Let us just say this up front: we could not find any AIRS-produced discount pricing formula that would adjust for what are head-scratching aspects of OCLC’s own pricing.
The best we could do on the AIRS side of things is take an equitable, consistent approach for every library interested in FirstSearch. What we did on the first pass: we applied a 59% discount to every individual library, calculated on what OCLC has quoted every individual library as a retail price for FirstSearch. We arrived at this 59% discount because the aggregate of all libraries expressing interest in FirstSearch needed to meet what OCLC has said so far is a non-negotiable statewide price of $198,308.
We do NOT have a clear idea for how OCLC calculates its retail pricing, and OCLC will not directly answer, or make transparent, its pricing methodology. OCLC has not specifically cited or made transparent where it gets its “population-served” data.
The column in the Draft OCLC pricing spreadsheet labeled either Fall Enrollment 2010 (IPEDS data) or LSA (Legal Service Area) is one that AIRS has supplied. We looked up academic institutions in IPEDS, using a consistent data point and triple-checking — we did this so that we could bring equity and transparency to the EBSCO pricing tables (see http://airs.cvlsites.org/frequently-asked-questions-faq/#librarysize) and we looked up public library data through LRS.org.
9. How does this affect my library’s license to catalog through OCLC or do interlibrary loans?
As indicated previously, this licensing situation with FirstSearch does not affect your OCLC cataloging or your use of the OCLC ILL subsystem.
10. As this is “draft” pricing so far, what is the possibility of reconsidering my library’s $X price tag?
The possibility is good, but depends entirely on how many libraries indicate clear Yes or No for the Draft pricing as outlined in the current spreadsheet (6/13/12). Unfortunately, the reconsideration of price could either be up or down. With only 74 libraries initially expressing interest and shouldering the cost of this state agreement, it’s difficult. If many more libraries did agree to participate, we absolutely could bring libraries’ pricing down. The power of cooperative purchasing only works if you have a critical mass of libraries willing to share the cost. If a certain number of libraries bow out, we’ll have to reallocate the burden to the remaining libraries, which will increase their costs.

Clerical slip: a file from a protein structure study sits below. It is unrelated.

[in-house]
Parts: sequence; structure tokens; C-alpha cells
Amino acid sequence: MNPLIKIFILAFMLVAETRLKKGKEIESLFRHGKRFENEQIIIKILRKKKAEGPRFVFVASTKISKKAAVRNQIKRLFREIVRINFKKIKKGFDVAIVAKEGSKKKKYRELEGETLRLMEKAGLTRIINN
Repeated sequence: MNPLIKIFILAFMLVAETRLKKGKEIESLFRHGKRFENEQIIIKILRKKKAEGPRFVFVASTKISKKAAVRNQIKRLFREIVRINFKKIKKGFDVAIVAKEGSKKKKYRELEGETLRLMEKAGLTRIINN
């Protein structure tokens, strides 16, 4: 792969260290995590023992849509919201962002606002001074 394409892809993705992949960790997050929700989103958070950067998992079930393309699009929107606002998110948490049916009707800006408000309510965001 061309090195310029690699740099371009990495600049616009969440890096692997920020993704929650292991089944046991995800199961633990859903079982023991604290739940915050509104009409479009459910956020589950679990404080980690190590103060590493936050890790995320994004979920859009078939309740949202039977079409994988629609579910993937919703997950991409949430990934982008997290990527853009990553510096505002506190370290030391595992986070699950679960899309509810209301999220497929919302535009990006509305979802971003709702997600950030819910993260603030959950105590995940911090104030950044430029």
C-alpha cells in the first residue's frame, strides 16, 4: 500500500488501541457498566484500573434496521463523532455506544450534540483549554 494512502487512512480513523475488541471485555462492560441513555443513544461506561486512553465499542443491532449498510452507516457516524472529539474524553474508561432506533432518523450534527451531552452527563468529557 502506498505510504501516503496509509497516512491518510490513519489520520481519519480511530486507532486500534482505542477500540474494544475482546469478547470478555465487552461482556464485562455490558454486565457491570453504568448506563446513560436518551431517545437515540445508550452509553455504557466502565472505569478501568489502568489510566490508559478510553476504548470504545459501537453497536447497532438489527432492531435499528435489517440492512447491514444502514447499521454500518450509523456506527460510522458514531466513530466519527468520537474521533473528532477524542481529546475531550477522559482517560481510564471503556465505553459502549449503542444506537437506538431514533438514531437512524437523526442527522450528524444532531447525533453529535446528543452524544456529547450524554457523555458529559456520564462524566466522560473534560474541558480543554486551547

11. I’m in a quandary, and I’m hoping you can help. I would like to submit a “yes” form for the FirstSearch subscription for my library. However, I’m concerned about submitting a yes form as I know that I cannot exceed the draft pricing listed for my library. If I say “yes”, and you don’t receive enough state-wide interest, am I able to opt out if the pricing increases?
On the FirstSearch subscription form, we’ve asked the question below:
Based on the pricing, my library would like to license OCLC FirstSearch *
Before answering, please review your library’s pricing on the AIRS web site.
[ ] Yes. Answering Yes to this statement is a commitment to subscribe to OCLC FirstSearch at that price. Should we not receive enough orders to cover OCLC’s overall contract price, we will re-adjust pricing for remaining libraries and give you an opportunity to review and re-commit at a new higher price.
[ ] No. By answering No, you are saying that you are not interested in subscribing to OCLC FirstSearch.
So to be clear: yes, absolutely. If we see a situation where pricing is going to be recalculated for libraries, your library will have another opportunity to review any revised pricing and either re-commit or say No.
12. We were investigating Red Laser which is supposed to come automatically when you are in OCLC. Does this consortial subscription let us activate Red Laser?
In the past, libraries would self-report their library population whether it is local service area, FTE, headcount, or student population. In some cases, libraries were reporting incorrectly, not understanding which of several statistics they should report. In order to normalize the data and make sure that each library was treated the same, the AIRS committee has identified sources for demographic data representing each library type. These sources are detailed below, by type of institution. Within these data sources, we make every effort to use the latest year data reported by these publicly-accessible sites. For the 2012 – 2013 AIRS year, we are using 2010 data.
School student population data is retrieved for the latest year published in the Colorado Department of Education – SchoolView Data Center. Click on “SchoolView Data Center” -> select your school district -> select your building -> select the “Students” tab. Some schools are either not listed (private) or could not be retrieved using this source. In this case, other public documents available through CDE were utilized to look up the information [For CDE link, Click here for Education Statistics page, Pupil Membership].
Public libraries annually report their Library Service Area (LSA) data to Library Research Service (LRS). In order to be fair, the same year is used for public library data as for schools and academic libraries. Reference: http://www.lrs.org/pub_stats.php
2-year Academic (Community College) Libraries
2-year academic data is derived from the most recent data available on IPEDS (Integrated Postsecondary Education Data System) – Data Center. An exception is the campuses of Front Range Community College, which report to IPEDS in aggregate, but subscribes to databases by individual campus/library. The same data year is used when pulling all figures.
4-year Academic Libraries
4-year academic data is derived from the most recent data available on IPEDS (Integrated Postsecondary Education Data System) – Data Center. In the rare case that a private institution does not report to IPEDS, the institution is contacted directly and asked for the specific data.